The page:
Drugmakers Question FDA's Integrity

Pharmaceutical and biotech companies ask the US Food and Drug Administration to ensure the independence of a third-party audit of its new drug program.

Bob Grant
Bob Grant

Bob Grant is Editor in Chief of The Scientist, where he started in 2007 as a Staff Writer.

View full profile.


Learn about our editorial policies.

Sep 26, 2012

In the run up to an evaluation of a new drug review process at the US Food and Drug Administration (FDA), pharmaceutical industry trade groups are calling on the federal agency to vouch for the independence of the third party contractor conducting the audit. The independent contractor will evaluate the agency's New Molecular Entity (NME) Review Program—a model enacted by the latest version of the Prescription Drug User Fee Act (PDUFA V) meant to speed the approval of drugs and get them onto the market quicker. While the industry is largely in favor of the new program, the Pharmaceutical Research and Manufacturers of America (PhRMA) and the Biotechnology Industry Organization (BIO), trade groups representing thousands of drugmakers, worry that the FDA will have too much leeway to edit or revise the contractor's report.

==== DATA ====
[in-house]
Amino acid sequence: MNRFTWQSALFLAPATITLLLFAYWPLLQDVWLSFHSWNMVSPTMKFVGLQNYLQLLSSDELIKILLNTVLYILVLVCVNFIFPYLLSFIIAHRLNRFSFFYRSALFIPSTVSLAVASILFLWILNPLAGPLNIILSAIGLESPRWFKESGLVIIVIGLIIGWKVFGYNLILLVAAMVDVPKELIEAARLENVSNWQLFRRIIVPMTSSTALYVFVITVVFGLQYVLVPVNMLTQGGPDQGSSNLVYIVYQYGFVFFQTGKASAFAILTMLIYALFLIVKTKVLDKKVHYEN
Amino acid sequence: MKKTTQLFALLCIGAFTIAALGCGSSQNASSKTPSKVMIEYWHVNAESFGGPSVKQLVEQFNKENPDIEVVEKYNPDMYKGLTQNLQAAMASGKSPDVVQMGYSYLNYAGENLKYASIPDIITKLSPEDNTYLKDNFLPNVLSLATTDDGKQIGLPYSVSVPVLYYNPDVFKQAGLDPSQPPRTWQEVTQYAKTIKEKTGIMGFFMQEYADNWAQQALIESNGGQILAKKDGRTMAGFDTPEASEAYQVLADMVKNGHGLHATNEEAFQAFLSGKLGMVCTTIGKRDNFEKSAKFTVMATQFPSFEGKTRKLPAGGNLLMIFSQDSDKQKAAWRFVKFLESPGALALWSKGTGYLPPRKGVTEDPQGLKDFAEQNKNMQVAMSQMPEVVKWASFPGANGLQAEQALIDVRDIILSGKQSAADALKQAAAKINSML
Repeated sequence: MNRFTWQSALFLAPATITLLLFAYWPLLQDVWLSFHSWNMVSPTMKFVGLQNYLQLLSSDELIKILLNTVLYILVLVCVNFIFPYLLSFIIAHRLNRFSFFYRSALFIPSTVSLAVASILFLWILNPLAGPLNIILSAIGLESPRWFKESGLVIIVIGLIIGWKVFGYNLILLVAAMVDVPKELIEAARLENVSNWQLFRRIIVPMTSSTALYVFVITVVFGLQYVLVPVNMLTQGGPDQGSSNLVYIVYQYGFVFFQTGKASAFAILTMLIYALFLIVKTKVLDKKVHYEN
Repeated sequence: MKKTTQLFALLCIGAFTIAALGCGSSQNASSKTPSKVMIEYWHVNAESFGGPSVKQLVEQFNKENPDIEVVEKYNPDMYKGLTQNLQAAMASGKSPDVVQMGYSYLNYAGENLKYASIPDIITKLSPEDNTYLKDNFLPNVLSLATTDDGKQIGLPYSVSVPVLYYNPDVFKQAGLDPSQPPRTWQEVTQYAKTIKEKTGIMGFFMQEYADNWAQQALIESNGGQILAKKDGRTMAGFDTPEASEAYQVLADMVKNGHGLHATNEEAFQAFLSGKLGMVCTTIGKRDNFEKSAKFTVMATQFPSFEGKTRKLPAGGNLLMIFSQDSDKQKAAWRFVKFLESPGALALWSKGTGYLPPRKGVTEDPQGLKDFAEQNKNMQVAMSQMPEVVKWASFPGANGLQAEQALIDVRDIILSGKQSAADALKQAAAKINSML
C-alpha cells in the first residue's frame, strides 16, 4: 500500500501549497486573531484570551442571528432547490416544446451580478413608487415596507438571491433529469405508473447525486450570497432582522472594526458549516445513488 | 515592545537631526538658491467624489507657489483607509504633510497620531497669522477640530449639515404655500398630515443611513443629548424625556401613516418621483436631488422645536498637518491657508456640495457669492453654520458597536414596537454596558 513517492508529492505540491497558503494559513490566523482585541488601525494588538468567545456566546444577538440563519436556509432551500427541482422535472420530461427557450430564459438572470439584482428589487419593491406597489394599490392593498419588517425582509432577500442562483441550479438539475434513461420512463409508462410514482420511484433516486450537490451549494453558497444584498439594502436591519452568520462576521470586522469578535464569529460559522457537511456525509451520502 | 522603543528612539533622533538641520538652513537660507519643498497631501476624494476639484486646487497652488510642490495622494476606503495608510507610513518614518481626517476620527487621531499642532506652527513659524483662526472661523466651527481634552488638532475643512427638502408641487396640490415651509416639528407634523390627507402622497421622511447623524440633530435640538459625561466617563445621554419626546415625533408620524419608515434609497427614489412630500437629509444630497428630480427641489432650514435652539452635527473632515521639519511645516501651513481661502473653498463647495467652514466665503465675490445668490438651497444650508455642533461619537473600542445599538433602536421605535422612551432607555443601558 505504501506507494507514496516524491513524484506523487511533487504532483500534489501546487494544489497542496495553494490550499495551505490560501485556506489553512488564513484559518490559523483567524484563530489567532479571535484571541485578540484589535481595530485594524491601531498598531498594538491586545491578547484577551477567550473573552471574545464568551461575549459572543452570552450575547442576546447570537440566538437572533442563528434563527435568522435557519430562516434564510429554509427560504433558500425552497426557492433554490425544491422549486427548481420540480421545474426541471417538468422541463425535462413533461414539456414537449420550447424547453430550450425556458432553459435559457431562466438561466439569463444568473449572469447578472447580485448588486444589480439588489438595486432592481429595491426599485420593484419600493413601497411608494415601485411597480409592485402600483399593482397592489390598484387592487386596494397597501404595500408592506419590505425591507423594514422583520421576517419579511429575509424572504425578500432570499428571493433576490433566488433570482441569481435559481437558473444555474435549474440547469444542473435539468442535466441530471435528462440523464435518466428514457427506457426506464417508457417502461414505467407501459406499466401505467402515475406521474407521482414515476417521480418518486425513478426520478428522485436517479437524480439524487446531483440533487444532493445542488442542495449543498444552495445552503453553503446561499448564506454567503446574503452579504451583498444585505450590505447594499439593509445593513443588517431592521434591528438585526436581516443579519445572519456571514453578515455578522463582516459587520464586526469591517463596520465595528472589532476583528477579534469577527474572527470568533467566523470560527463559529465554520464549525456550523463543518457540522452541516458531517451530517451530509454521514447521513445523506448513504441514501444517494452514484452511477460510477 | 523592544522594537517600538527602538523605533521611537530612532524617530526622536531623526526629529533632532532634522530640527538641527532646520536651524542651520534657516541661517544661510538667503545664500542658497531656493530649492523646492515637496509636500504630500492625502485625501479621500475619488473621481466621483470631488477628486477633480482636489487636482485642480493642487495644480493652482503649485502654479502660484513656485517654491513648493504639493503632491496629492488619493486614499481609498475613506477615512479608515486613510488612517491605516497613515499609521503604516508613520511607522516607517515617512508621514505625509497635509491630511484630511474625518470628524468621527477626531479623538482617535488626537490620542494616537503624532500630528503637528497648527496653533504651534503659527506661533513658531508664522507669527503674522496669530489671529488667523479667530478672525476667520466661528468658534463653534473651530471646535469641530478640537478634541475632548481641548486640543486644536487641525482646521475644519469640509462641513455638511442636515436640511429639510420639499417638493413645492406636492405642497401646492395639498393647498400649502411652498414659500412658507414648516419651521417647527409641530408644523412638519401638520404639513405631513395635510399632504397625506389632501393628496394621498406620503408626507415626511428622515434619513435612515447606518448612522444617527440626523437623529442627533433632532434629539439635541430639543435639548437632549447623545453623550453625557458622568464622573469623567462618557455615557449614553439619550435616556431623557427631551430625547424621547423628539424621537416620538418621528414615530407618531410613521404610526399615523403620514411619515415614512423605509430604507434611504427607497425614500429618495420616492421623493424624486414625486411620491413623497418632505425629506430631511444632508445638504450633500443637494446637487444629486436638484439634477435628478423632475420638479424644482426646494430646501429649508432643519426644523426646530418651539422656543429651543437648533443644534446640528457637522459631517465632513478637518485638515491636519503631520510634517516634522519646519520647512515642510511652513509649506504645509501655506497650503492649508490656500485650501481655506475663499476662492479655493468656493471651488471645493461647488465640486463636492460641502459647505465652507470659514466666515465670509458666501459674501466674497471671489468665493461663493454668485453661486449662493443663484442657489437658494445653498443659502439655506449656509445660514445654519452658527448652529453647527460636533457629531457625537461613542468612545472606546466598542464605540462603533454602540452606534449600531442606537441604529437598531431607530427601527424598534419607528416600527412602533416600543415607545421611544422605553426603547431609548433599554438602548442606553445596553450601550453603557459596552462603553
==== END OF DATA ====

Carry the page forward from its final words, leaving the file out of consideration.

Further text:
In an open letter to the FDA, BIO cited several mentions in the PDUFA V commitment letter...

According to FDANews, both BIO and PhRMA worry that the potential back and forth between the contractor and the FDA will effectively shut out other key stakeholders from the NME evaluation, tarnishing the independence of the audit.

Interested in reading more?

Become a Member of

Receive full access to more than 35 years of archives, as well as TS Digest, digital editions of The Scientist, feature stories, and much more!
Already a member?